PHILADELPHIA -- Jimmie Johnson walked onto a stage where some of his biggest fans got to ask questions of the four-time defending NASCAR champion.
One of the easiest suddenly seemed like the thorniest after the last two weeks: Who's your favorite driver?
Johnson smiled and the crowd laughed at his response. That's one way to diffuse talk of a bubbling feud between the Hendrick Motorsports teammates.
Behind the scenes at Hendrick, the four-time Cup champions needed a second straight week of talks after curt words followed incidents on the track. Johnson said on Thursday that team owner Rick Hendrick told him and Gordon not to let their bubbling feud start "breaking apart the organization."
Johnson, Gordon and Hendrick spoke together on the phone this week to smooth over a rough patch in the relationship between the drivers. The championship teammates tangled on the track in successive weeks, leading Gordon to lash out at Johnson after Sunday's race at Talladega Superspeedway.
Johnson said Hendrick understood they are competitive drivers who just want to win. But Hendrick didn't want the rivalry to split apart the race teams that work so closely together.
Johnson said Hendrick told him, "You guys need to voice your opinions, handle things on the track as you see fit, but let's not let this carry on too far and affect the race shop."
Johnson made a mistake that ultimately led to Gordon's wreck at Talladega. That came a week after the two had a run-in at Texas Motor Speedway.
Johnson says he was surprised that Gordon lashed out at him on national TV after Sunday's race. He says his relationship with Gordon has changed over the years. They were close friends who "were running hard, having a blast" as single guys but are now more likely as married family men to discuss diapers and strollers.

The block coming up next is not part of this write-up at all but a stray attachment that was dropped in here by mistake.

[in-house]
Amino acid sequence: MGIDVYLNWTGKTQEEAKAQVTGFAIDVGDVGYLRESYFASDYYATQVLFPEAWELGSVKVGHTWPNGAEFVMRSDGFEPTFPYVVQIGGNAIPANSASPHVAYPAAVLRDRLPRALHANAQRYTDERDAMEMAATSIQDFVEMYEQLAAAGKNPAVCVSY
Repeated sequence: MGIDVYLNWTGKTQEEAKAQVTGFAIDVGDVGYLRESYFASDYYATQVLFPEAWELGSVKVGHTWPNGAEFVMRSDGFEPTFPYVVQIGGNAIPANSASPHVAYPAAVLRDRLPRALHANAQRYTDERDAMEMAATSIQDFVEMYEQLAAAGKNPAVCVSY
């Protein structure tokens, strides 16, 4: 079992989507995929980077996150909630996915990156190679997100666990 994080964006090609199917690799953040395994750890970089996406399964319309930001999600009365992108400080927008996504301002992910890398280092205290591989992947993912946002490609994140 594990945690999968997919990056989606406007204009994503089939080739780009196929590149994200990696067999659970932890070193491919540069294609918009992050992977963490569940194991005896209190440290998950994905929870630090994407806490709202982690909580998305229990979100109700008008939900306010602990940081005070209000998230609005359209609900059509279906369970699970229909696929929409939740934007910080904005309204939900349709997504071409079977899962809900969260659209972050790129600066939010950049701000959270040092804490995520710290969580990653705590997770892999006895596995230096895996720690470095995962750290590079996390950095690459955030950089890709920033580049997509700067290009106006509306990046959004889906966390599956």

In Philadelphia on Thursday to promote the May 16 Sprint Cup race at Dover International Speedway, Johnson said he didn't mind having Gordon as his rival.
"The tension at times, it makes you dig in deeper and fighter harder and work harder," he said. "The more competitive we are, as a team, the better we're going to make our organization. We've got four awesome drivers."
Johnson already took the blame for a mistake that caused Gordon to crash at Talladega. Gordon, who drove his damaged car to a 22nd-place finish, was furious with his teammate after the race.
"The 48 is testing my patience, I can tell you that," Gordon said Sunday at Talladega. "It takes a lot to make me mad. ... I don't know what it is with me and him right now."
Johnson said he was trying to slide in front of Gordon late in Sunday's race so they could draft together toward the front. But he said Gordon was coming too fast. Johnson's move instead had the effect of a block, and Gordon was forced off the apron in a defensive move.
His momentum gone, Gordon slide back in traffic and was caught moments later in a multi-car crash.
"I just mistimed it, misjudged it," Johnson said. "I think once the dust settled and he had a chance to look at everything, he realized it wasn't an intentional move."
Johnson said that after their conversation, he realized Gordon was speaking out of frustration.
"He's had such a good year going. A few victories have slipped through his fingers, wrecked cars late in the race," Johnson said. "I was like the straw that broke the camel's back. When the microphone was there, it was easy just to go."
Johnson has won 50 races and the last four championships, while Gordon has won 24 races but no titles. Gordon won the last of his four titles in 2001 -- the pre-Chase era.
Johnson laughed when he talked about his plan with crew chief Chad Knaus to avoid future dust-ups.
"I told Chad to put turn indicators or hazards on my car this weekend," Johnson said.